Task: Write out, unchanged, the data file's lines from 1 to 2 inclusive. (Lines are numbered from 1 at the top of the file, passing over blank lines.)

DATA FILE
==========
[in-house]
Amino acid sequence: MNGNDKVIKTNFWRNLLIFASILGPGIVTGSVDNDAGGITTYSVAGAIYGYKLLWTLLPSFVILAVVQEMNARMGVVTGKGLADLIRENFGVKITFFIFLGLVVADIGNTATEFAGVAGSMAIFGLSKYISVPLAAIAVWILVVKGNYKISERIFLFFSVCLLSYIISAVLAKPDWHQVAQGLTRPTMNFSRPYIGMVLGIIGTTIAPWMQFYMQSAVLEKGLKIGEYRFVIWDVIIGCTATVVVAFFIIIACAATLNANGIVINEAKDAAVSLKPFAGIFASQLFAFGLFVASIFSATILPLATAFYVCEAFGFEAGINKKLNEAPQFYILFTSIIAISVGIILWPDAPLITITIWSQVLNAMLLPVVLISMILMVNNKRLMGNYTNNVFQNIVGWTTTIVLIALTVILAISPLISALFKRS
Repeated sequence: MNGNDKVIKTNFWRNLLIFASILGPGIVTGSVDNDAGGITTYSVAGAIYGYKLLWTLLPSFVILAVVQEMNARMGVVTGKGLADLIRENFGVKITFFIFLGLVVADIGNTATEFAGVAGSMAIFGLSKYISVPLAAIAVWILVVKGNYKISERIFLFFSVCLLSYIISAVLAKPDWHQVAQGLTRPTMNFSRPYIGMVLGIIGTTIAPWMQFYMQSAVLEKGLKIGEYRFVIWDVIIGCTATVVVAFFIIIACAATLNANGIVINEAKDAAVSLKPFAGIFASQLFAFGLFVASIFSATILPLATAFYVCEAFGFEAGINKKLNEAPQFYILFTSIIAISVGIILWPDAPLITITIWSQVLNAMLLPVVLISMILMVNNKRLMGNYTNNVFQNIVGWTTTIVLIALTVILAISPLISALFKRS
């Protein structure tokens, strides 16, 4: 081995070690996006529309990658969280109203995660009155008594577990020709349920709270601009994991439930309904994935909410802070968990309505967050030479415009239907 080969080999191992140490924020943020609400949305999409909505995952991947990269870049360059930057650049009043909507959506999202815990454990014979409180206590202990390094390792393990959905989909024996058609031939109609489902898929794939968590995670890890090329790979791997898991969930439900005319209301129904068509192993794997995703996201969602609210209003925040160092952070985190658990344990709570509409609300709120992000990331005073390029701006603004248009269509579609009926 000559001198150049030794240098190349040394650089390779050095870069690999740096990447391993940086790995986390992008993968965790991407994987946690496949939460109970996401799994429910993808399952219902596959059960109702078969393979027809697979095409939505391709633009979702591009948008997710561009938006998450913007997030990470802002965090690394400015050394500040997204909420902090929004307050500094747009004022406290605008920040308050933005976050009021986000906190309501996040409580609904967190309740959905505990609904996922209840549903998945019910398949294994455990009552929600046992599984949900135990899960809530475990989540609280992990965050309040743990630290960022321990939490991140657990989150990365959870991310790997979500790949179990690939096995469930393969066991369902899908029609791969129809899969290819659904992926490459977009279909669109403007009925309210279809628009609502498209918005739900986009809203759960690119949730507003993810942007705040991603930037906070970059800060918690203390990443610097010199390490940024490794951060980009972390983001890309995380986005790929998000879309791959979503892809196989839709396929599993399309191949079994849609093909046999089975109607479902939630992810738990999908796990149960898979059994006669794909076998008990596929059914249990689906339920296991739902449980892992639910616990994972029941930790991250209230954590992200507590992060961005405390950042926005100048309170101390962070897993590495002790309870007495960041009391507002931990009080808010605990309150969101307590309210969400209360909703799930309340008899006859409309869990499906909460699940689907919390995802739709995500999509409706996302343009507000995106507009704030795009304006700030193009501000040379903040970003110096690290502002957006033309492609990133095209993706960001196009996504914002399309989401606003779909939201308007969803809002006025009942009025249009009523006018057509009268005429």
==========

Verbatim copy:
[in-house]
Amino acid sequence: MNGNDKVIKTNFWRNLLIFASILGPGIVTGSVDNDAGGITTYSVAGAIYGYKLLWTLLPSFVILAVVQEMNARMGVVTGKGLADLIRENFGVKITFFIFLGLVVADIGNTATEFAGVAGSMAIFGLSKYISVPLAAIAVWILVVKGNYKISERIFLFFSVCLLSYIISAVLAKPDWHQVAQGLTRPTMNFSRPYIGMVLGIIGTTIAPWMQFYMQSAVLEKGLKIGEYRFVIWDVIIGCTATVVVAFFIIIACAATLNANGIVINEAKDAAVSLKPFAGIFASQLFAFGLFVASIFSATILPLATAFYVCEAFGFEAGINKKLNEAPQFYILFTSIIAISVGIILWPDAPLITITIWSQVLNAMLLPVVLISMILMVNNKRLMGNYTNNVFQNIVGWTTTIVLIALTVILAISPLISALFKRS